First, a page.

A lot of fans are still having trouble getting past the Lovie Smith era. For all the good and bad things the former head coach of the Chicago Bears did, he at least brought stability to perhaps the most important coaching position in Chicago sports. He also represented a long line of defensive-minded men who tailored to the defensive mindedness of the city. Now all that has passed. GM Phil Emery kick started his second year in charge by dragging the Windy City out of its comfort zone by hiring the offensive specialist Marc Trestman. Nobody is certain yet on how they should feel about the former NFL coordinator and CFL head coach. He seems analytical and boring in appearance, but is there good reason for Bears fans to have hope for their historically listless offense in 2013?
The best way to answer that question is by using his other previous coaching stops around the league. In order to get an accurate assessment it's important to exclude his stints as purely a quarterback coach and focus solely on the first year he was appointed offensive coordinator. The reason for this is to get the best look at his immediate impact on an offense, good or bad. So with that in mind where to start? Trestman broke into the league with the Minnesota Vikings and Tampa Bay Buccaneers as a running backs and quarterbacks coach from 1985 to 1987. His first shot at offensive coordinator came in 1989 with the Cleveland Browns. That year the team averaged 20 points per game and reached the AFC championship. This was a modest improvement from the year before at 19 ppg.
A falling out with then head coach Bud Carson sent Trestman back to the Vikings before he landed his first big break with the San Francisco 49ers in 1995. That year they were the defending champions and averaged 28 points per game. That might seem great but it was actually a three point drop from the 31 ppg they posted in 1994. Yet that offense in '95 under Trestman was good enough to rank #1 in total offense. His next stint came with the Oakland Raiders where he took the offense implanted by Jon Gruden that scored 25 points per game in 2001 up to 28 points per game in 2002, their last season in the playoffs.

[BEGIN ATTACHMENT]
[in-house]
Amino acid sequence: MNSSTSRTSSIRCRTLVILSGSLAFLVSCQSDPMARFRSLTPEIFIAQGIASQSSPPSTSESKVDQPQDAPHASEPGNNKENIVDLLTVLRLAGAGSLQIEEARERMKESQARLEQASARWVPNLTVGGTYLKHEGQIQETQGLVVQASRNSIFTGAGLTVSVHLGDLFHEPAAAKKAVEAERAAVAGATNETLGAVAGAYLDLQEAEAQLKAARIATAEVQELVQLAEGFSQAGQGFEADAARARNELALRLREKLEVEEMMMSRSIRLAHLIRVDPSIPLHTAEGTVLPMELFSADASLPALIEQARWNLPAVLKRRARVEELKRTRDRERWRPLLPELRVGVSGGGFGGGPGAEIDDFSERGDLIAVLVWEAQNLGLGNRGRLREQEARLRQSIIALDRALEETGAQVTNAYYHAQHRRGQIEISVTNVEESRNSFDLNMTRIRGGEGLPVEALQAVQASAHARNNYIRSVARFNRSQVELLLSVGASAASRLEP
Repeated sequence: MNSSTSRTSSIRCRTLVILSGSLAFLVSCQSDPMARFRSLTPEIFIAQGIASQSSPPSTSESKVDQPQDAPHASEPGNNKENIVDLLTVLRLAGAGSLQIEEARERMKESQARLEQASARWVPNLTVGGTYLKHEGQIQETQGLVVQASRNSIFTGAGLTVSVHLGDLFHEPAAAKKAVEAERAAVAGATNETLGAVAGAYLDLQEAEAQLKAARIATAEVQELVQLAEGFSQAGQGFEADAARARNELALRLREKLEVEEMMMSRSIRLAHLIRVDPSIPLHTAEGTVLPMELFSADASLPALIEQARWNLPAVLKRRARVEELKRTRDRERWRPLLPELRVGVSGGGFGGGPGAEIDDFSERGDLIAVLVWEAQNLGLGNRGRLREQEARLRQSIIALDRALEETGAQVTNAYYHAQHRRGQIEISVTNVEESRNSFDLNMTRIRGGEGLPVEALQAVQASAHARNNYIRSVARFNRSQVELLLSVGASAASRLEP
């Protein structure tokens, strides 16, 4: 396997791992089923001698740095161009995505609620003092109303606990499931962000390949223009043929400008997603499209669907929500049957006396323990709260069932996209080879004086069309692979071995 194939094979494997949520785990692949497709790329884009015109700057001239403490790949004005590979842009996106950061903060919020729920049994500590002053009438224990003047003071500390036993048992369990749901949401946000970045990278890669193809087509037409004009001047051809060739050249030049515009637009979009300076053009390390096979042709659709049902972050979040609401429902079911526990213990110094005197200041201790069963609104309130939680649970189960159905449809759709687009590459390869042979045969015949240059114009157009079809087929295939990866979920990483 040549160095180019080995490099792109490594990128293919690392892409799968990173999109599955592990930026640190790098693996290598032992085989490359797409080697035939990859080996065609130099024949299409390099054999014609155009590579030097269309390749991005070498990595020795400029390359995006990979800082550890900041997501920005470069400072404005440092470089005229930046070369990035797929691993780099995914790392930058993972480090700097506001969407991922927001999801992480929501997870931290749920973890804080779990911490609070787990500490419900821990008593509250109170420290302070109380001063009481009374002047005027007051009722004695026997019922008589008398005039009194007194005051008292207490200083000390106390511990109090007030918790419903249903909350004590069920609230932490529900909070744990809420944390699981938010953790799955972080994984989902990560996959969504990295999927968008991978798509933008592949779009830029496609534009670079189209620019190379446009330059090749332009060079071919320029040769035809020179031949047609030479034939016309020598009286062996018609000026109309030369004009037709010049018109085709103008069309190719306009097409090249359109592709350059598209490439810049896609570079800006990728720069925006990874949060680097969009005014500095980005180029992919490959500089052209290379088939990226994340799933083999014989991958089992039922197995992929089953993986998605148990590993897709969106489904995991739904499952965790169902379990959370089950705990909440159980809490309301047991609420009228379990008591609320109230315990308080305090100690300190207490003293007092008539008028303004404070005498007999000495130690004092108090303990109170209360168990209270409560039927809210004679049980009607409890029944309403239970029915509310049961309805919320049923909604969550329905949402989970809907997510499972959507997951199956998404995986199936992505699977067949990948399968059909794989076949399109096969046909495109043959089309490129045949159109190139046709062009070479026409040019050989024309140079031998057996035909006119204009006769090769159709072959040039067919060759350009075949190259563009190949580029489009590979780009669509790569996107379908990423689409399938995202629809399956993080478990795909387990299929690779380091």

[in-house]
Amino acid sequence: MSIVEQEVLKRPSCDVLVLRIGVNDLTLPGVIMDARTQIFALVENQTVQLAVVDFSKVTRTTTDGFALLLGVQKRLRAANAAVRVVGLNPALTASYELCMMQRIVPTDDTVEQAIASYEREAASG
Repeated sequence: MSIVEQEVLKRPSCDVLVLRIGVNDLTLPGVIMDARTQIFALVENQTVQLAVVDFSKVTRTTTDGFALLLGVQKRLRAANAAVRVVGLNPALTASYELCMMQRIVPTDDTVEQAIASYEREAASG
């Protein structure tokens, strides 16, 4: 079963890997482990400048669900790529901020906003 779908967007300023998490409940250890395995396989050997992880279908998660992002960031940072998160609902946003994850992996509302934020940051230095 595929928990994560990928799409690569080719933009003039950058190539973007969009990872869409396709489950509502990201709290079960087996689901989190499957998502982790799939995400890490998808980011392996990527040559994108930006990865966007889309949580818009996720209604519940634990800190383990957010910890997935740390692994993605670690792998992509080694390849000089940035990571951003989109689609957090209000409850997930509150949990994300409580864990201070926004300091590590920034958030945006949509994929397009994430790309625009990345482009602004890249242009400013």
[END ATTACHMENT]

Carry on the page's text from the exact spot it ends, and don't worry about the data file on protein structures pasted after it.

Perhaps the most dramatic shift however came when he left the U.S. for Canada to pursue his dream of head coaching. The Montreal Alouettes hired him to turn around a struggling offense. This Trestman did with remarkable results. In 2007, Montreal averaged 22 points per game and surrendered 66 sacks on star quarterback Anthony Cavillo. Just one year later, it went up to 33 points per game and a mere 22 sacks given up. Montreal reached the Grey Cup that year, and went on to win two-in-a-row over the next two seasons.
What this means for the Bears is big things. They have a solid quarterback in place with Jay Cutler who, regardless of his colorful stat sheet, can play really well when guided properly. The offensive line is better, or at least more talented than last season and the playbook far more complex. Using his previous stops as a guideline Chicago can expect somewhere around a three-point bump in points per game this season. For an idea, that would've been 26 points per game in 2012 (a score which would have won four extra games that season).
It's impossible to tell if things will actually go this way for the Bears this year. One thing is for sure though, history doesn't lie when it happens the same way over and over again. That is why the Trestman effect could bring big positives right away.